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The President of the Luxembourg Alliance of Humanists, Atheists and Agnostics (AHA) faces a possible prison sentence and a lawsuit for €30,000 in “damages”, after the term “religious fanatics” appeared in a single post on the organization’s Facebook page.

Facebook post: "AHA has today given a document shredder to the Education Minister Claude, so that he can more easily manage the deluge of post from religious fanatics, who continue to insist that religious indoctrination should be perpetuated in public schools. Please share this post, so that people don't continue to waste paper."

The offending Facebook post by Allianz vun Humanisten Atheisten & Agnostiker (AHA), which in Luxembourgish says: “AHA has today given a document shredder to the Education Minister Claude [Meisch], so that he can more easily manage the deluge of post from religious fanatics, who continue to insist that religious indoctrination should be perpetuated in public schools. Please share this post, so that people don’t continue to waste paper.”

The message, posted 10 December 2015, referred in the abstract to unnamed groups –which are lobbying for confessional instruction in state-funded schools – as “religious fanatics”.

The case was brought by three individual complainants, none of whom was named in the Facebook post. All are leading members of the reactionary pressure group Fir de Choix, which also was not named in the Facebook post. The complainants are claiming €10,000 each for “defamation”.

Extraordinarily, the State Prosecutor has backed the call for prosecution against Laurent Schley, president of the AHA, and is pushing for a two-month suspended jail term. The verdict is expected on 16 June.

The International Humanist and Ethical Union (IHEU) has called the prosecution “a violation of freedom of expression and opinion”, and is calling for the case to be dropped.

Background

Fir de Choix is an online campaign set up to overturn a government decision to reform religious education in state schools. The coalition government is committed to removing confessional instruction, previously provided by the Catholic Church in state-funded schools, in favour of a new ethics course based on critical thinking and common values, in which all children can be taught side-by-side together.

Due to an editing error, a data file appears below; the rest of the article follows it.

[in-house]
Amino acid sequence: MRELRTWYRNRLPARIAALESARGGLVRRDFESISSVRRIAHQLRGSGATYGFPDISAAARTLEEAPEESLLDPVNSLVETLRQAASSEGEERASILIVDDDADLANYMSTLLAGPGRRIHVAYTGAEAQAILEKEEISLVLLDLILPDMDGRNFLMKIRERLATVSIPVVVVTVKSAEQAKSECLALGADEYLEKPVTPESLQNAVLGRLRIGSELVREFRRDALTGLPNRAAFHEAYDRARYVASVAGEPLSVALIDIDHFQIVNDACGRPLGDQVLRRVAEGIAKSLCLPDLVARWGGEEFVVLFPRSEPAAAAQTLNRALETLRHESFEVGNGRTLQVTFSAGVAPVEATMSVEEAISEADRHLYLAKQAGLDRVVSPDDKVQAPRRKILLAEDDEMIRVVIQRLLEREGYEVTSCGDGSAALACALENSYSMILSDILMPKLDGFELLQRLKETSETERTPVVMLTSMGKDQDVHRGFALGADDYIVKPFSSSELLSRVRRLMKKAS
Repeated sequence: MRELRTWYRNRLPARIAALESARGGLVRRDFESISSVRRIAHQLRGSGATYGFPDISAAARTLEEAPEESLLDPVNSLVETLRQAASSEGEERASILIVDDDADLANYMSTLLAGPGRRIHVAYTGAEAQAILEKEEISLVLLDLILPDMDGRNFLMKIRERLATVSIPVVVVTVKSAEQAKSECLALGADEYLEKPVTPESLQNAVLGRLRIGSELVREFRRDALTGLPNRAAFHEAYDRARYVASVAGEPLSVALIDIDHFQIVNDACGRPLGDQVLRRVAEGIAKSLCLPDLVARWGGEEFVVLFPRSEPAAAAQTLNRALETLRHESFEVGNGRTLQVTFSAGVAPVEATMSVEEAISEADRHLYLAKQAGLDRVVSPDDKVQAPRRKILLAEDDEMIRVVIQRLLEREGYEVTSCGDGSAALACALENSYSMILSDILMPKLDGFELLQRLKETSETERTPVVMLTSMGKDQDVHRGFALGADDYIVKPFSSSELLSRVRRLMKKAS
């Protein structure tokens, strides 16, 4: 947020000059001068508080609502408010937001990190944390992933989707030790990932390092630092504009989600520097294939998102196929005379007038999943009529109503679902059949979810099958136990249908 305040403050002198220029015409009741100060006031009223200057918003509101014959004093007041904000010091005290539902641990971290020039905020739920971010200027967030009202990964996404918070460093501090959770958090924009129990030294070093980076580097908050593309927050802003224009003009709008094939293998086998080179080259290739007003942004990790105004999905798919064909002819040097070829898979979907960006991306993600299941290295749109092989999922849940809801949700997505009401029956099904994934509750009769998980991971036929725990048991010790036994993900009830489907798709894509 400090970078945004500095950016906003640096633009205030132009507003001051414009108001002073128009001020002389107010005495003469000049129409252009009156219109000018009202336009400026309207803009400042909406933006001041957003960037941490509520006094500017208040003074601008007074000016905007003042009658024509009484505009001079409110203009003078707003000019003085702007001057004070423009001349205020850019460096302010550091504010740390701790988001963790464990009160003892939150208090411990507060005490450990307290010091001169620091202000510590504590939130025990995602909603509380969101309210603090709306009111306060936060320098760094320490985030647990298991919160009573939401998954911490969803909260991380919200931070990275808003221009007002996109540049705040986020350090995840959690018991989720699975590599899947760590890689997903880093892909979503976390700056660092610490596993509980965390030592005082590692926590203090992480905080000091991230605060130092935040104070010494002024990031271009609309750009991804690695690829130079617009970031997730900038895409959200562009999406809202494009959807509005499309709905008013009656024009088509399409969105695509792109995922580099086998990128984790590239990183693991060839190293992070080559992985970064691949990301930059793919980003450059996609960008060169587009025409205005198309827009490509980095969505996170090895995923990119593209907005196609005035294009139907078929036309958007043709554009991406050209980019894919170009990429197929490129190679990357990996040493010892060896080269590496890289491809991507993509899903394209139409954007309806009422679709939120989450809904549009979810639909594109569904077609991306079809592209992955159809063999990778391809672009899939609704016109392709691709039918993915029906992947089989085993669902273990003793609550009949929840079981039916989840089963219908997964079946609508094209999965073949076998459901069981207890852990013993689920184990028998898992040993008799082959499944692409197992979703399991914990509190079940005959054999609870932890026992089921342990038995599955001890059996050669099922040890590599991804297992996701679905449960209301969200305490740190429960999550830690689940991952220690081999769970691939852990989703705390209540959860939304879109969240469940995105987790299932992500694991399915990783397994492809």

Fir de Choix was set up to oppose this move. Last year the group asked supporters to send postcards to the Minister of Education, Claude Meisch, demanding the “choice” to subject children to religious instruction classes under the exclusive control of the Catholic Church.

The AHA met with the Minister in December 2015 and jokingly gave him a document shredder to help him dispose of protest letters including hatemail received in response to the secularization programme. A photo of the meeting was posted on the organization’s Facebook page, along with a general reference to opposition by “religious fanatics”.

The complainants from Fir de Choix claim that the term “religious fanatic” exposed them personally to public contempt. The three non-fanatics have demanded that Laurent Schley be jailed and fined. The State Prosecutor could have declined to take the case further, but instead recommended a two-month suspended sentence.

Comment

IHEU President Andrew Copson said:

“That the president of an organization can be dragged to court and threatened with jail and massive fines, merely because the organizational Facebook page referred vaguely to their opponents on a public affairs matter as “fanatical”, is highly concerning. In fact, for these complainants to respond to a single throwaway comment which makes no personal accusation by demanding massive damages, can only be described as fanatical!